With global markets tumbling Monday on news of escalating tensions in Ukraine, it is not surprising that Russia exchange traded funds are enduring significant punishment. For example, the Market Vectors Russia ETF (NYSEArca: RSX) is lower by 5.6% on volume that is more than quadruple the daily average.

However, RSX and its rival Russia funds are not the only ETFs being crimped by the tumult in Ukraine. Despite its reputation for corruption, an opaque legal system and other negatives, Russia has been attractive to foreign investors, due in part to the Kremlin’s efforts to force Russian firms to pay higher percentages of profits in the form of dividends. [Russia Grows Its Dividends]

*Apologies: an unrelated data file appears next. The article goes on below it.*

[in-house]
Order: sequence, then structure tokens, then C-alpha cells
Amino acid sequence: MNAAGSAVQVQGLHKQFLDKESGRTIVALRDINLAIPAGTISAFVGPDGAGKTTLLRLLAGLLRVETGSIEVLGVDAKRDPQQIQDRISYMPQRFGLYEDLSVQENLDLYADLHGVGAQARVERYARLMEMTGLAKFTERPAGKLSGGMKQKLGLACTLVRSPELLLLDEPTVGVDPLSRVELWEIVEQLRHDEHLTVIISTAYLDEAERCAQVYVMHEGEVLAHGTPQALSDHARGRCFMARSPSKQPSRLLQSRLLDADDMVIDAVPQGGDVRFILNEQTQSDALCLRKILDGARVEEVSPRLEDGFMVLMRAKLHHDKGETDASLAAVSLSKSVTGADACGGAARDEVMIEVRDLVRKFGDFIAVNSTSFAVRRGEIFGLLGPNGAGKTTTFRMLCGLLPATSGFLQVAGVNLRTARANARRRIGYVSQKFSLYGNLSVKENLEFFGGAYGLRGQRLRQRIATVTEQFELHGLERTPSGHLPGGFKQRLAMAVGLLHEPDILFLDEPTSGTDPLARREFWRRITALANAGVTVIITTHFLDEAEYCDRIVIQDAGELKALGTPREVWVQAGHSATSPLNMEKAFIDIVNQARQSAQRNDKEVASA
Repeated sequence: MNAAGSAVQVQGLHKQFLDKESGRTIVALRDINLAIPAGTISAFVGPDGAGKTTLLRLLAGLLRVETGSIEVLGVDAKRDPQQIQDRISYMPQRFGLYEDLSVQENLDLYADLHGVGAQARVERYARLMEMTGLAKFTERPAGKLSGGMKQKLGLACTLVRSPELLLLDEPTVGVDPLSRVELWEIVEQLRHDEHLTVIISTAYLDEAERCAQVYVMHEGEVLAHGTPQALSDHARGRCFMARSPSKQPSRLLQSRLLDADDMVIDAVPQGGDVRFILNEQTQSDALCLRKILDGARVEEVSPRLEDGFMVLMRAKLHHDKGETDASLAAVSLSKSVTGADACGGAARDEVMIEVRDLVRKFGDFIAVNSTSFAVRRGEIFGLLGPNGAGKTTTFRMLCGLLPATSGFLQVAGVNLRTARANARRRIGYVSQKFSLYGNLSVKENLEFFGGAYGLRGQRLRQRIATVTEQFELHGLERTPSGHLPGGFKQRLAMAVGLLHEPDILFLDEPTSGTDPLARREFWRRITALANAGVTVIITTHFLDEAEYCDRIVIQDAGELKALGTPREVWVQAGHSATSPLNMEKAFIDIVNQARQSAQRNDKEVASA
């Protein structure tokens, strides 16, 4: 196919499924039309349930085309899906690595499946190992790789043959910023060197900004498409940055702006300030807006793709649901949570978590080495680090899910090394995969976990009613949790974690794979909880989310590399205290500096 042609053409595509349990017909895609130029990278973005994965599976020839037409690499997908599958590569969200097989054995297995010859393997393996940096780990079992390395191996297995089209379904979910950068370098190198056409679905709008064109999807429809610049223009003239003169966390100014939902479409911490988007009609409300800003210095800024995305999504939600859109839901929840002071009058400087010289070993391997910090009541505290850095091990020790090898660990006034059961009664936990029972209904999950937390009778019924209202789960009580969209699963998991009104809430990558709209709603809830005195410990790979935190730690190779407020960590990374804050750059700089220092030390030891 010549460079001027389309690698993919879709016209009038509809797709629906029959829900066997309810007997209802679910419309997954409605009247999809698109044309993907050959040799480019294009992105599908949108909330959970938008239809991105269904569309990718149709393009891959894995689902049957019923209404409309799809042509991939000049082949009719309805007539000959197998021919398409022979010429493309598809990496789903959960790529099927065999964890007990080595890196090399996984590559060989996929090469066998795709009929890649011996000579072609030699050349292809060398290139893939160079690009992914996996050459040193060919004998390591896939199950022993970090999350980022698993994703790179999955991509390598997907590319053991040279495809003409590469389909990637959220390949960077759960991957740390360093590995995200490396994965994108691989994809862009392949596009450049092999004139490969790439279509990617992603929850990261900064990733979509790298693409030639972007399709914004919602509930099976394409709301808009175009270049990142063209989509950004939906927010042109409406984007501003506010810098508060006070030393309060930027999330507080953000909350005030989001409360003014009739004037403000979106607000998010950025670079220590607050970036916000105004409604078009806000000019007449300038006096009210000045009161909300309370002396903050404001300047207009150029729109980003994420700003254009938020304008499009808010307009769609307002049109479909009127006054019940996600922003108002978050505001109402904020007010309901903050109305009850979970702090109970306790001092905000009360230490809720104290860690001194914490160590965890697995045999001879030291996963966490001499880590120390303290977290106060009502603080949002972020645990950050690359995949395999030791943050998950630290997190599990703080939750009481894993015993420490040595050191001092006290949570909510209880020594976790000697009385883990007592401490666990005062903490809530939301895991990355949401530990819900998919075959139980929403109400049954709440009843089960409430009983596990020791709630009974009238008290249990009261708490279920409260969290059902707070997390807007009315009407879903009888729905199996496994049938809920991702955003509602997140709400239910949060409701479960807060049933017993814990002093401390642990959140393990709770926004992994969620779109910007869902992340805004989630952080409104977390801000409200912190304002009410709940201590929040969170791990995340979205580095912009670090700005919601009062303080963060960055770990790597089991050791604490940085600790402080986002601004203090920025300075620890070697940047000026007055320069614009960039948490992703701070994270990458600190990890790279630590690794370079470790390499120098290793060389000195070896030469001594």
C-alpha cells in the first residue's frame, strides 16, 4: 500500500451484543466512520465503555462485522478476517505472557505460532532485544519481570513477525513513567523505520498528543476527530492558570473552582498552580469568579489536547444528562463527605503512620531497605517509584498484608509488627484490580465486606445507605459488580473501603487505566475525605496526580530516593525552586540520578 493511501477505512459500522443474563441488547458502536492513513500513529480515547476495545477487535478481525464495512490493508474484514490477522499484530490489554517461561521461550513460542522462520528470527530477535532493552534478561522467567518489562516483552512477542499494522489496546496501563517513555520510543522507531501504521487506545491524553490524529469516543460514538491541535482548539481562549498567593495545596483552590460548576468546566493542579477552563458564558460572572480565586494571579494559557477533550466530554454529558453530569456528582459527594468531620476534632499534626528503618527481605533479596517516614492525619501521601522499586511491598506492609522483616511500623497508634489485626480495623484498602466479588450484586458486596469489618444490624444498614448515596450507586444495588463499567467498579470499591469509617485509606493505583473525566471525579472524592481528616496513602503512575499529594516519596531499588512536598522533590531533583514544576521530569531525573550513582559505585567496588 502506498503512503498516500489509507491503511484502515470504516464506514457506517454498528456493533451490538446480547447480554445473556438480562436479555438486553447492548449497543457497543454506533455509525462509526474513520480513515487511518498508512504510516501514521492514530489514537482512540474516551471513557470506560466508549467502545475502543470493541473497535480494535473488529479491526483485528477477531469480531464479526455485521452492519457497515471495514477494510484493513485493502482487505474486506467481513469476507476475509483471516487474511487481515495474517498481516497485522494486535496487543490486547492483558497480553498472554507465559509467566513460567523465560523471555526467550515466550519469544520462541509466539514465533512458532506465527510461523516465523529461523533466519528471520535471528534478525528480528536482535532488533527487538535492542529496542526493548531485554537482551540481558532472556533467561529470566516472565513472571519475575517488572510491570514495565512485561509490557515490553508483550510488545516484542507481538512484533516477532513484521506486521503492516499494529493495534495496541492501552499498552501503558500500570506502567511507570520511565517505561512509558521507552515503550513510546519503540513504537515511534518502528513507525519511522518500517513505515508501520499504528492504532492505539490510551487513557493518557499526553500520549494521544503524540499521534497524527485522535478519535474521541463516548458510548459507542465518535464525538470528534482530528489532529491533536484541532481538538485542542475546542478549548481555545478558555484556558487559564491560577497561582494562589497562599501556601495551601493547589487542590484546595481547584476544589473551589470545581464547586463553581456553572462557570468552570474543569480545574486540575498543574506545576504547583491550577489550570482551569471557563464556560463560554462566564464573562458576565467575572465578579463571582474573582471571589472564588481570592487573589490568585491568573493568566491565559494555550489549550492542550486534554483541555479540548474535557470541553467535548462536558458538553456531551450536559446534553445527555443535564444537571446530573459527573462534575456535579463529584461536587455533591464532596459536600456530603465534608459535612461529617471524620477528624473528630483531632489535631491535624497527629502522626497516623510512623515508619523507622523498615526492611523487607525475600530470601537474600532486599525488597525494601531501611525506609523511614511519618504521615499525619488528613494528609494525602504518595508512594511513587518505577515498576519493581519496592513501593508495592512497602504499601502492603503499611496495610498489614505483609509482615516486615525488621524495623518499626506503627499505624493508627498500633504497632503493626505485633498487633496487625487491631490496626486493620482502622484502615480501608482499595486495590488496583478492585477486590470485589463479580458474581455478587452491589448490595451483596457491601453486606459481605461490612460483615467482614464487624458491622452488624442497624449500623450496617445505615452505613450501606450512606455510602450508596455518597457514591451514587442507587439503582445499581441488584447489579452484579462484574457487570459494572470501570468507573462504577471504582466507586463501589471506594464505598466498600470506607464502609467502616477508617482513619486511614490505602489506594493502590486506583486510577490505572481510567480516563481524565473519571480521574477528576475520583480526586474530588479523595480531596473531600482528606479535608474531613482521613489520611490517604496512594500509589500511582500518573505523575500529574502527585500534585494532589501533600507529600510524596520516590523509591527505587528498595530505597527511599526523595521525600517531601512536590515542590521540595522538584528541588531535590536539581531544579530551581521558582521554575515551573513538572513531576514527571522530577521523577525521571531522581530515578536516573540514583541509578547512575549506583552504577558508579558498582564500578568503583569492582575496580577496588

Andrei Kuznetsov, strategist at Sberbank “estimates about 70 percent of Russian freely traded shares is controlled by foreigners and a big portion of foreigners – about 40 percent – is from the United States,” Reuters reported.

That means today’s carnage is not limited to Russia ETFs. For example, oil prices are spiking, but that is of no help to global oil majors with significant exposure to Russia. A prime example is BP (NYSE: BP). American depositary receipts of the British oil giant are off 2.6% on volume that is nearly 20% above average because BP owns nearly 20% of OAO Rosneft. Rosneft, a major holding in RSX and other Russia ETFs, earlier lost $5 billion in market value, meaning BP lost $1 billion, according to Reuters. [No Love for Russia ETFs as Ukraine Flap Boils Over]

The iShares Global Energy ETF (NYSEArca: IXC) is off 1.1% on above-average turnover as BP is that ETF’s third-largest holding with a weight of 5.34%. IXC’s potential vulnerability to an ongoing crisis in Ukraine is not limited to the fund’s BP exposure.